How I write Skirmish games: Perilous Tales designer’s diary
About six to eight months ago Mike Hutchinson (designer of Gaslands) showed me an idea that he had, a solo skirmish wargame called ‘Perilous Tales’. I checked it out, it was good fun, the AI system needed beefing up and it was fairly bare bones, but it was fun. Mostly it was something that Mike wrote for himself and wanted to share with me as a friend. Since then he’s kicked it around, shipped it around publishers a little (you’d think that the author of one of the biggest selling award winning tabletop miniatures game of the last few years would have their next idea snatched up, you’d be wrong) and published a stripped down version of it as a magazine article. It’s been available as a beta test for feedback ever since. With the current lockdown new normal that we’re all living in a solo tabletop game by a popular designer has started picking up its own head of steam with the community. Mike and I ended up having a conversation, I’ve had a couple of successful Kickstarters so I’ve put together illustrators, graphic designers, manufacturers and fulfilment. We put two and two together and we decided to put together our own full version of ‘Perilous Tales’, Kickstarter it and publish it ourselves.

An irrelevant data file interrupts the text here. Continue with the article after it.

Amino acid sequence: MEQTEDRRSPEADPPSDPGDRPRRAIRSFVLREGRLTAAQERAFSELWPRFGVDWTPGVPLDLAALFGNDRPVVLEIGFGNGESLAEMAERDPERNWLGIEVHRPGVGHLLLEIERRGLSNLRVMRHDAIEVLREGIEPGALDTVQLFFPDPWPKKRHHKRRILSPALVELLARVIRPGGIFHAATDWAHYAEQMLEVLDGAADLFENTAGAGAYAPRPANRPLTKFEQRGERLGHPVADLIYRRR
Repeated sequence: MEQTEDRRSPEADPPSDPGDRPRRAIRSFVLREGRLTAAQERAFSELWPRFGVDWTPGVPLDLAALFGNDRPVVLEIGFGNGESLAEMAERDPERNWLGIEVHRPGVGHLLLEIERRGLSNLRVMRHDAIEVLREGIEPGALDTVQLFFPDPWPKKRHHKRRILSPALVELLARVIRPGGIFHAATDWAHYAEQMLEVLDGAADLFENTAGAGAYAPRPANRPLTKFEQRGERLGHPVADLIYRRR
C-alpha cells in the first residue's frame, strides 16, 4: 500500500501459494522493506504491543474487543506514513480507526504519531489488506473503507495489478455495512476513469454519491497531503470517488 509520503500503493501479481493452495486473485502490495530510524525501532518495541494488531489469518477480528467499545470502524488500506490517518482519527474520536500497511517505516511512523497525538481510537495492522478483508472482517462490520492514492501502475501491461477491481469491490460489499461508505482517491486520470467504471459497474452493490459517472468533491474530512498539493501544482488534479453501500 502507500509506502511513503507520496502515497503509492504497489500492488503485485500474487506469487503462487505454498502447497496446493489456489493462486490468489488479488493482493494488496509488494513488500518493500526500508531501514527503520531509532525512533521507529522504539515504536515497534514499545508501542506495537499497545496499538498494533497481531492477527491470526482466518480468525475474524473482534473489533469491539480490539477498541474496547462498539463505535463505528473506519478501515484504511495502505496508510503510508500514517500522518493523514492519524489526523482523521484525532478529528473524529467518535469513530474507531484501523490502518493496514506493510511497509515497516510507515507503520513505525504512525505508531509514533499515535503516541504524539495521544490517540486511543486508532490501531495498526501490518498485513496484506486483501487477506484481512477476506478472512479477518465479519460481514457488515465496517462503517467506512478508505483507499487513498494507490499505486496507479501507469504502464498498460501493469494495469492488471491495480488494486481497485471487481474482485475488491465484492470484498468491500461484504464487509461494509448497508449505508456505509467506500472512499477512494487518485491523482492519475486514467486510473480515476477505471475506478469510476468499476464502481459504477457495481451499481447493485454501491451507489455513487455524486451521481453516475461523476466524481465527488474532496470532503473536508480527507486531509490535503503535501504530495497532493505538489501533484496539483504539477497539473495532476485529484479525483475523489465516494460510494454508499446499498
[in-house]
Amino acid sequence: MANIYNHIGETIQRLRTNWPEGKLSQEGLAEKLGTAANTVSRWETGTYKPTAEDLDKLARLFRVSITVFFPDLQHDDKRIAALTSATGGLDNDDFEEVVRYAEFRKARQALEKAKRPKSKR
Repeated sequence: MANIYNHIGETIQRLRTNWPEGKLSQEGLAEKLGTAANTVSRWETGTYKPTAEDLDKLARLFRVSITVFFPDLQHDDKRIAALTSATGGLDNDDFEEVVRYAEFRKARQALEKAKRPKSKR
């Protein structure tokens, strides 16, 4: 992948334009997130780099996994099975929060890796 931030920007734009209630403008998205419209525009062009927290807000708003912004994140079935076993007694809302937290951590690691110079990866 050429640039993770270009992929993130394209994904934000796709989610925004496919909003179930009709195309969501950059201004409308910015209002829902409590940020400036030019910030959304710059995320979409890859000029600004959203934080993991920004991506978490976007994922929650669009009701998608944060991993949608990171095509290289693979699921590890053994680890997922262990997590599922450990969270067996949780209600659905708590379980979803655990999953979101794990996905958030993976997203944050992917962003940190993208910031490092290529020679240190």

Actually, we decided to find out if that was possible, because at the time of the conversation, we had no idea. Turns out, it totally is, so we’re doing it. You can do that sort of thing when you stride the industry like a colossus as it turns out.
At the moment we’re knocking the game into shape. The skeleton is solid and the concept is right, you know as soon as you see it that it should exist and you’d like to take a look at it. That’s sort of what I want to write about here, because I would never have come up with it myself in a million years, because its not how I come up with skirmish games. In explaining why that is I need to explain how I decide if a game is a skirmish game or not.
I’ve written before about what a skirmish game is and is not, in the terms that I mean them and what their purpose is on the tabletop. Terms and definitions c